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### Prytz, K. (2016)

### The atomic origin of the reflection law.

*Physics Teacher, 54(9): 535-537*

### https://doi.org/10.1119/1.4967892

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The atomic origin of the reflection law

Keywords: Reflection law, Ewald-Oseen theory, plane wave, Huygen’s prin-ciple, dipole vibration, surface charges

Introduction

It will be demonstrated how the reflection law may be derived on an atomic basis using the plane wave approximation together with Huygen’s principle. The model utilized is based on the electric dipole character of matter originating from its molecular constituents. This approach is not new but has, since it was first introduced by Ewald and Oseen in 1915 [1, 2], been applied and analysed many times before [3, 4, 5, 6]. Here, we develop the Ewald-Oseen model of reflection adapted for high-school and early undergraduate students with a basic knowledge of microscopic material structure.

The reflection phenomenon is of profound importance in our daily life. Our vision, being the most important sense, rarely registers the first source of light such as the sun or a light bulb, but objects are rather visualized through reflec-tions. Since the comprehension of nature originates from daily observations, the understanding of how vision is established is essential. Therefore, it is sensible that reflection is introduced early at school, already at around age of 10 or even earlier through discussions of images in mirrors, water surfaces and windows. At the age of 12-13 the reflection law is investigated in more detail. Based on the light ray concept, the reflection law is formulated through measurements which are repeated in more detail in high-school. As an example of a curriculum see ref. [7].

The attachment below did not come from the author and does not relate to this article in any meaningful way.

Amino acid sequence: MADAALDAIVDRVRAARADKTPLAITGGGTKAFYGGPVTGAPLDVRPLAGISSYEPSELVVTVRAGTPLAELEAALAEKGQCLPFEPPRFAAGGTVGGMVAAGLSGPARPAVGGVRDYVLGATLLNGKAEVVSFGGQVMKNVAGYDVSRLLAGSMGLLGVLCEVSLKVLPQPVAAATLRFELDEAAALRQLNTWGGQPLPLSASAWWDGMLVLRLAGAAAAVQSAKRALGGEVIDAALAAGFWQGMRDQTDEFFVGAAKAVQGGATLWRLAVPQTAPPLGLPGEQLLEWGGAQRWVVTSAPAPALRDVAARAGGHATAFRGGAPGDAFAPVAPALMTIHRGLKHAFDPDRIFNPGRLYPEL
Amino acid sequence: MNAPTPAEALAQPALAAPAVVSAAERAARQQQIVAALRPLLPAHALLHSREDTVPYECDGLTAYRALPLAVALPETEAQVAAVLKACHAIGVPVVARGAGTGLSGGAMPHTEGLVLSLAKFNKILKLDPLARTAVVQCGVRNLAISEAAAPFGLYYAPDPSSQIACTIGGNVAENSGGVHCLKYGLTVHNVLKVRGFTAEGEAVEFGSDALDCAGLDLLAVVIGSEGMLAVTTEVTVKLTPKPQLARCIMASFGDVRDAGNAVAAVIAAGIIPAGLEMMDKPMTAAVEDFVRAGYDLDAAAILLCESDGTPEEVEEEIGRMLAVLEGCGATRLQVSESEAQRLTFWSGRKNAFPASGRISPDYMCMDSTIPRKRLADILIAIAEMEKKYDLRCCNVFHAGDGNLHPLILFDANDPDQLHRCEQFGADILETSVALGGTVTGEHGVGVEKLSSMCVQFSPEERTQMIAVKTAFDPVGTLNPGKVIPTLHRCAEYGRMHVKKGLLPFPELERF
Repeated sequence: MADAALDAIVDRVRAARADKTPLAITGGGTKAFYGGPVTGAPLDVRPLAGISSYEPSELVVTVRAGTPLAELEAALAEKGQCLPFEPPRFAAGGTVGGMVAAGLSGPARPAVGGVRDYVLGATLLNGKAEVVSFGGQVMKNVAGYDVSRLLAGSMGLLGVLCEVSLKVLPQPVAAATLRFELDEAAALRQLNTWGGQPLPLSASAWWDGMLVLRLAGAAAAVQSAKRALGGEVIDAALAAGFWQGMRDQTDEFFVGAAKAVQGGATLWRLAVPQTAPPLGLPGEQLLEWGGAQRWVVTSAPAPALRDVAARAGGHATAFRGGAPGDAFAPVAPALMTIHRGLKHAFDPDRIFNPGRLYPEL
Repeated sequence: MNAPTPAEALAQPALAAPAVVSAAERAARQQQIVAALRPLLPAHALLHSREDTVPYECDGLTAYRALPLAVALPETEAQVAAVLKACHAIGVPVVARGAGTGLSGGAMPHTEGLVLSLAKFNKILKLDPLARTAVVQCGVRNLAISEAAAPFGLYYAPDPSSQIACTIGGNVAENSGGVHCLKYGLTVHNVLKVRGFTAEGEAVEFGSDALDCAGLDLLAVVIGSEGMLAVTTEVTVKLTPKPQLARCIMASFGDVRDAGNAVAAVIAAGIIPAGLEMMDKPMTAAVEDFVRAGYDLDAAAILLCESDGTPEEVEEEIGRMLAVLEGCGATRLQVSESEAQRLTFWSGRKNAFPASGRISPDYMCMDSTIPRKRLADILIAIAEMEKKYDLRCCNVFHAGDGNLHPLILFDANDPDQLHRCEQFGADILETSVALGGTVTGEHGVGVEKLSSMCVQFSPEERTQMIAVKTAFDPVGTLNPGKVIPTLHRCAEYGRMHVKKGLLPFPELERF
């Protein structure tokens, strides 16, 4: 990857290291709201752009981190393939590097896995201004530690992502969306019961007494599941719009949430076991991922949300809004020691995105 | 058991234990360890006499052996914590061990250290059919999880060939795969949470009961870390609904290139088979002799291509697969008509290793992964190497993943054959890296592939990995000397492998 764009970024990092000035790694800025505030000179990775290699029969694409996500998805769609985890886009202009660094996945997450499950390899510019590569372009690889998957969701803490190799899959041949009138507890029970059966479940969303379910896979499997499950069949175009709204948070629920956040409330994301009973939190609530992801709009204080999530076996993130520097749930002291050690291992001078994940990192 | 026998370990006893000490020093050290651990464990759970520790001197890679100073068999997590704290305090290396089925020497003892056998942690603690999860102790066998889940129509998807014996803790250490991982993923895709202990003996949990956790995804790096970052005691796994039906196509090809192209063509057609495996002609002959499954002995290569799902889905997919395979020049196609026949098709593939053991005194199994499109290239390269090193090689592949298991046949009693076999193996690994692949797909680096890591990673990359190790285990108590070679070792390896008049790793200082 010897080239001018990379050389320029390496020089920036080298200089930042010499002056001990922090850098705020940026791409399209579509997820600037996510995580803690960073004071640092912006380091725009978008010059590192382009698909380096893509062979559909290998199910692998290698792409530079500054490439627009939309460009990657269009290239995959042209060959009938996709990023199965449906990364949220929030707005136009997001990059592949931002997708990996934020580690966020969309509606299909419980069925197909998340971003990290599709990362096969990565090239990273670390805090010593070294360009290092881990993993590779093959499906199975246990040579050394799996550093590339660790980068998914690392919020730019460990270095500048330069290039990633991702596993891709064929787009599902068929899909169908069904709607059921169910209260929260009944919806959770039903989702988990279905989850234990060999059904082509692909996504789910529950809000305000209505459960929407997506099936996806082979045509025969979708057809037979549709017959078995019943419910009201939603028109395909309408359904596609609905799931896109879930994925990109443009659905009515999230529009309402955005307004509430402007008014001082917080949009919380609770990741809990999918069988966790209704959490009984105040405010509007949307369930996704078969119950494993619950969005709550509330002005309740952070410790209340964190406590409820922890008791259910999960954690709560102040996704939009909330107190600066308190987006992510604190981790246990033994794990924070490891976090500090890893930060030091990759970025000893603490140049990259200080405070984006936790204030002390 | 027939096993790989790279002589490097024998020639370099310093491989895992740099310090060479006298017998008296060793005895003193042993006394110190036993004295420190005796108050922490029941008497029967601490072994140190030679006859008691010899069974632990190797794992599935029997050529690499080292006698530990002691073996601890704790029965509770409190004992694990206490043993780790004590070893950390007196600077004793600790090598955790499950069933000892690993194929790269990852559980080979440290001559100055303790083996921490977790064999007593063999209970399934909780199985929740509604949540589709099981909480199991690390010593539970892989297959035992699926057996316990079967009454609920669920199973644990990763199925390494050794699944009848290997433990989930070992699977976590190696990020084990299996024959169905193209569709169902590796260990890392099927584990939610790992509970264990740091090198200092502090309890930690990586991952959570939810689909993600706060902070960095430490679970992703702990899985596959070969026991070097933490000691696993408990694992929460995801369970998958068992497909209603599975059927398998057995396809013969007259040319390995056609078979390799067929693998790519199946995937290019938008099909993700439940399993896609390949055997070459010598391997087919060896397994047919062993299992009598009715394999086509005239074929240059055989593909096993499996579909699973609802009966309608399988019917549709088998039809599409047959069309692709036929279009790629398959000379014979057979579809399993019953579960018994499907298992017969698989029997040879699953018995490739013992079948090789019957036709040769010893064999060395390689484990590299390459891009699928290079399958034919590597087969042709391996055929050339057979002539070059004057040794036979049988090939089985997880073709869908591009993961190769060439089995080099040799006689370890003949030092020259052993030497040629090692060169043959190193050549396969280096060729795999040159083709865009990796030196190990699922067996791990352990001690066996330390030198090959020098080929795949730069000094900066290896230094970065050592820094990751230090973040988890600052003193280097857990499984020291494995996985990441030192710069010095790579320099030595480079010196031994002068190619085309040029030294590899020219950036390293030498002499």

At university level first attempts to derive the reflection law from basic principles appear. In standard literature a few different approaches may be found. Some authors utilize Fermat’s principle, e.g. refs. [8, 9, 10], which however is revealed as a circular reasoning since this principle is inferred from observations including reflection. A few authors involve Huygen’s principle when explaining reflection, e.g. refs. [10, 11, 12], which is a necessary but not a sufficient requirement since it doesn’t specify what kind of objects are vibrating, a fact particularly problematic in case of light. In many modern textbooks this principle is not even introduced, see e.g. refs. [13, 14, 15]. Instead, the reflection and refraction laws may be derived utilizing continuity conditions appearing in electromagnetic wave theory based on Maxwell’s equations, e.g. [16, 17]. This is a rather mathematically advanced method and does not promote conceptual understanding appropriate for younger students.

The Ewald-Oseen model for reflection of light may be described conceptually by the following steps:

• The source of the light ray, i.e. the plane wave, is vibrating charges. • Light consists of an electric field oscillating with the same frequency as